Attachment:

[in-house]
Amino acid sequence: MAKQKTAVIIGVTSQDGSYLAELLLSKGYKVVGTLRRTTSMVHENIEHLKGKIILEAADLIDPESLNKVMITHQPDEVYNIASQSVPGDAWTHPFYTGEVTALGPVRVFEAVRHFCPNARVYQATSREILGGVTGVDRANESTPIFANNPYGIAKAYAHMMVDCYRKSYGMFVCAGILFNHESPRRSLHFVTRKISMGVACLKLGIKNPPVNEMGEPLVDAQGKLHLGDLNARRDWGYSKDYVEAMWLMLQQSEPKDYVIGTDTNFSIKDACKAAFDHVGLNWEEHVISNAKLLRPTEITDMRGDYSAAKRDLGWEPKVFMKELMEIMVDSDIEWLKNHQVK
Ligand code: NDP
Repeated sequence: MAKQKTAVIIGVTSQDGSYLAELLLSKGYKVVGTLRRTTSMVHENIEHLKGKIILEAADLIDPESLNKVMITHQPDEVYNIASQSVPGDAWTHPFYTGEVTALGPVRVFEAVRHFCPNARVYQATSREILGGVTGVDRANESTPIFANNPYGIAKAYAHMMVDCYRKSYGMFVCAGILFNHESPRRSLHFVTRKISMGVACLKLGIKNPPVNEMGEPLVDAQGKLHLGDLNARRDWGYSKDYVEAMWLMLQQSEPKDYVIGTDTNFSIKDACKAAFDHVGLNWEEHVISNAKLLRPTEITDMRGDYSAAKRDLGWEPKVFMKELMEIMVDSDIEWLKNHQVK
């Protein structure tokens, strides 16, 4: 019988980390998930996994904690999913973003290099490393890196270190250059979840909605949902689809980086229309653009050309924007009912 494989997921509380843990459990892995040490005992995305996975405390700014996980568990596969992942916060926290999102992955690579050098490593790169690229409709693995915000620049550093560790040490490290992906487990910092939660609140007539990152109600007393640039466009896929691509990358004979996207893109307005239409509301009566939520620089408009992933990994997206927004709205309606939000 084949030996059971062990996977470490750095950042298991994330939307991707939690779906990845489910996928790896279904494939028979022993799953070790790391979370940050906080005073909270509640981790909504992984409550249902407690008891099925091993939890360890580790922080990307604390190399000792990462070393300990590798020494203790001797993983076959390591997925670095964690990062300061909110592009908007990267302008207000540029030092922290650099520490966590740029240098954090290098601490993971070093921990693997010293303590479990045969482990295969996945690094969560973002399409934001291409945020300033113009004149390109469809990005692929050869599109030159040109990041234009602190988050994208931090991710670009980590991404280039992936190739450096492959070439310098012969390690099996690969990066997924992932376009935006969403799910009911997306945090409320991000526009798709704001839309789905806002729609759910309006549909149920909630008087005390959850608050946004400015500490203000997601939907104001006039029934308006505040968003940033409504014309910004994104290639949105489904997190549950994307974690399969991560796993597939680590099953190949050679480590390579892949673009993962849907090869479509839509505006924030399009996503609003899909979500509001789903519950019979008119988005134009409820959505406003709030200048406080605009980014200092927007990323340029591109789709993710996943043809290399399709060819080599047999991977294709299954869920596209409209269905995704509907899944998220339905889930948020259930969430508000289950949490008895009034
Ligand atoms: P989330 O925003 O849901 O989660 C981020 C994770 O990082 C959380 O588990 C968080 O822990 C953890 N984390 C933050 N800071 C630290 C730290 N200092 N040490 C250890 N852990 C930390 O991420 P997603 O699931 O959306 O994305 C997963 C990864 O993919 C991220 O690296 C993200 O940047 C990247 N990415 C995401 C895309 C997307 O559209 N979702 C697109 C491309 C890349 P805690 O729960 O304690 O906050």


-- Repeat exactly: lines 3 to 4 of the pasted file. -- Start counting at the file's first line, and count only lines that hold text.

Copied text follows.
Ligand code: NDP
Repeated sequence: MAKQKTAVIIGVTSQDGSYLAELLLSKGYKVVGTLRRTTSMVHENIEHLKGKIILEAADLIDPESLNKVMITHQPDEVYNIASQSVPGDAWTHPFYTGEVTALGPVRVFEAVRHFCPNARVYQATSREILGGVTGVDRANESTPIFANNPYGIAKAYAHMMVDCYRKSYGMFVCAGILFNHESPRRSLHFVTRKISMGVACLKLGIKNPPVNEMGEPLVDAQGKLHLGDLNARRDWGYSKDYVEAMWLMLQQSEPKDYVIGTDTNFSIKDACKAAFDHVGLNWEEHVISNAKLLRPTEITDMRGDYSAAKRDLGWEPKVFMKELMEIMVDSDIEWLKNHQVK